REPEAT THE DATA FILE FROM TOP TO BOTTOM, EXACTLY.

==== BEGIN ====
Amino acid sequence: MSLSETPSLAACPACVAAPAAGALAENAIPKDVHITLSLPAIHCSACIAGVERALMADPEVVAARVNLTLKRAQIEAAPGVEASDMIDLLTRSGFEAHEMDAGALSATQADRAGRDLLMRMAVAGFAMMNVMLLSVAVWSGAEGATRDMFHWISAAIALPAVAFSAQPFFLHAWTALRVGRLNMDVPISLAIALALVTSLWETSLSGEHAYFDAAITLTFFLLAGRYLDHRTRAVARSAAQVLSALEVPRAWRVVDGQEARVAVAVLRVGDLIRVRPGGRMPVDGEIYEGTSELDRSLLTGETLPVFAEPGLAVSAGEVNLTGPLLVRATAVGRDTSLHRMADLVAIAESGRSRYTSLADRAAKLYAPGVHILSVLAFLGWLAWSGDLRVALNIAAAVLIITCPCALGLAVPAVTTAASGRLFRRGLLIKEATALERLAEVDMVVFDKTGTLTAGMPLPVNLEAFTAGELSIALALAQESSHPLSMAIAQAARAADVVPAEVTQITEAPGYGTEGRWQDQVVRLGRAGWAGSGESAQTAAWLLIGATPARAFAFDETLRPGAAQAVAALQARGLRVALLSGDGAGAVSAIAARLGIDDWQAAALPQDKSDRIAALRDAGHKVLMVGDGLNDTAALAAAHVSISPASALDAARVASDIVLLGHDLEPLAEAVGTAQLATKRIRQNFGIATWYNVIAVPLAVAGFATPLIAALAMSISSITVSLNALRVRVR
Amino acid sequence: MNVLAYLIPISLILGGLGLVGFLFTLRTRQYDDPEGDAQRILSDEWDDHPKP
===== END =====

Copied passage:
Amino acid sequence: MSLSETPSLAACPACVAAPAAGALAENAIPKDVHITLSLPAIHCSACIAGVERALMADPEVVAARVNLTLKRAQIEAAPGVEASDMIDLLTRSGFEAHEMDAGALSATQADRAGRDLLMRMAVAGFAMMNVMLLSVAVWSGAEGATRDMFHWISAAIALPAVAFSAQPFFLHAWTALRVGRLNMDVPISLAIALALVTSLWETSLSGEHAYFDAAITLTFFLLAGRYLDHRTRAVARSAAQVLSALEVPRAWRVVDGQEARVAVAVLRVGDLIRVRPGGRMPVDGEIYEGTSELDRSLLTGETLPVFAEPGLAVSAGEVNLTGPLLVRATAVGRDTSLHRMADLVAIAESGRSRYTSLADRAAKLYAPGVHILSVLAFLGWLAWSGDLRVALNIAAAVLIITCPCALGLAVPAVTTAASGRLFRRGLLIKEATALERLAEVDMVVFDKTGTLTAGMPLPVNLEAFTAGELSIALALAQESSHPLSMAIAQAARAADVVPAEVTQITEAPGYGTEGRWQDQVVRLGRAGWAGSGESAQTAAWLLIGATPARAFAFDETLRPGAAQAVAALQARGLRVALLSGDGAGAVSAIAARLGIDDWQAAALPQDKSDRIAALRDAGHKVLMVGDGLNDTAALAAAHVSISPASALDAARVASDIVLLGHDLEPLAEAVGTAQLATKRIRQNFGIATWYNVIAVPLAVAGFATPLIAALAMSISSITVSLNALRVRVR
Amino acid sequence: MNVLAYLIPISLILGGLGLVGFLFTLRTRQYDDPEGDAQRILSDEWDDHPKP